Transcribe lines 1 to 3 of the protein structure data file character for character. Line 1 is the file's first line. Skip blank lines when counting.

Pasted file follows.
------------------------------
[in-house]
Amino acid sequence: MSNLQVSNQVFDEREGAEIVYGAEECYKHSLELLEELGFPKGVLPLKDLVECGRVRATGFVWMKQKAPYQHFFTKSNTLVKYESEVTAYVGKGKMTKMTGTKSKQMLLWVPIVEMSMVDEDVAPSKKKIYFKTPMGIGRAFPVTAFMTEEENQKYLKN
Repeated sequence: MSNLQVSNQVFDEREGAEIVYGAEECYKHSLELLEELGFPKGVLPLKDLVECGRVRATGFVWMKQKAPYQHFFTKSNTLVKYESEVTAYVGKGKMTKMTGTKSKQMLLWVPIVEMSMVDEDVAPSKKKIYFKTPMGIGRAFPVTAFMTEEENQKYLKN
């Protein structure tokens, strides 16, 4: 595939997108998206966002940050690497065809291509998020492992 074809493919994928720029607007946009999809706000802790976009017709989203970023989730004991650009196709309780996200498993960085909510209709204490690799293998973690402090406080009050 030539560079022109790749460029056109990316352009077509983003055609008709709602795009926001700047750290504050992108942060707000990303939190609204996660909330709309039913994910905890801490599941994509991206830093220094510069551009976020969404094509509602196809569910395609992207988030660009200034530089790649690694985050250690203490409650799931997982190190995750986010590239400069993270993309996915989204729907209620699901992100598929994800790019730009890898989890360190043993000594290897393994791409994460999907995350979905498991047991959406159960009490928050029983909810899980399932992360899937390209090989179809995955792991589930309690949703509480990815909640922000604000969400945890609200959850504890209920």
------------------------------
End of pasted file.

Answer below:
[in-house]
Amino acid sequence: MSNLQVSNQVFDEREGAEIVYGAEECYKHSLELLEELGFPKGVLPLKDLVECGRVRATGFVWMKQKAPYQHFFTKSNTLVKYESEVTAYVGKGKMTKMTGTKSKQMLLWVPIVEMSMVDEDVAPSKKKIYFKTPMGIGRAFPVTAFMTEEENQKYLKN
Repeated sequence: MSNLQVSNQVFDEREGAEIVYGAEECYKHSLELLEELGFPKGVLPLKDLVECGRVRATGFVWMKQKAPYQHFFTKSNTLVKYESEVTAYVGKGKMTKMTGTKSKQMLLWVPIVEMSMVDEDVAPSKKKIYFKTPMGIGRAFPVTAFMTEEENQKYLKN